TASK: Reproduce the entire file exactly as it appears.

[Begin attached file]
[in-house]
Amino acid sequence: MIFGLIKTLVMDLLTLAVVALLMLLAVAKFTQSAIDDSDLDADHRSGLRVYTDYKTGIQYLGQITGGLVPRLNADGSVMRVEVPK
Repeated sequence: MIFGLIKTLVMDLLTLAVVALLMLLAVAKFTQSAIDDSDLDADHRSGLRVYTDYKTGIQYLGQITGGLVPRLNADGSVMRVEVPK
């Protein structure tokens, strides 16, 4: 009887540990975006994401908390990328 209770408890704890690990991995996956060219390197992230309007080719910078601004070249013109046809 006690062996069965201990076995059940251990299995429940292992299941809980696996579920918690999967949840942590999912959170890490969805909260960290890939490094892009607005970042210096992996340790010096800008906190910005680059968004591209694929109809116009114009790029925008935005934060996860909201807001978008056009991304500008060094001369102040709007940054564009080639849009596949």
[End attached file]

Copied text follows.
[in-house]
Amino acid sequence: MIFGLIKTLVMDLLTLAVVALLMLLAVAKFTQSAIDDSDLDADHRSGLRVYTDYKTGIQYLGQITGGLVPRLNADGSVMRVEVPK
Repeated sequence: MIFGLIKTLVMDLLTLAVVALLMLLAVAKFTQSAIDDSDLDADHRSGLRVYTDYKTGIQYLGQITGGLVPRLNADGSVMRVEVPK
């Protein structure tokens, strides 16, 4: 009887540990975006994401908390990328 209770408890704890690990991995996956060219390197992230309007080719910078601004070249013109046809 006690062996069965201990076995059940251990299995429940292992299941809980696996579920918690999967949840942590999912959170890490969805909260960290890939490094892009607005970042210096992996340790010096800008906190910005680059968004591209694929109809116009114009790029925008935005934060996860909201807001978008056009991304500008060094001369102040709007940054564009080639849009596949």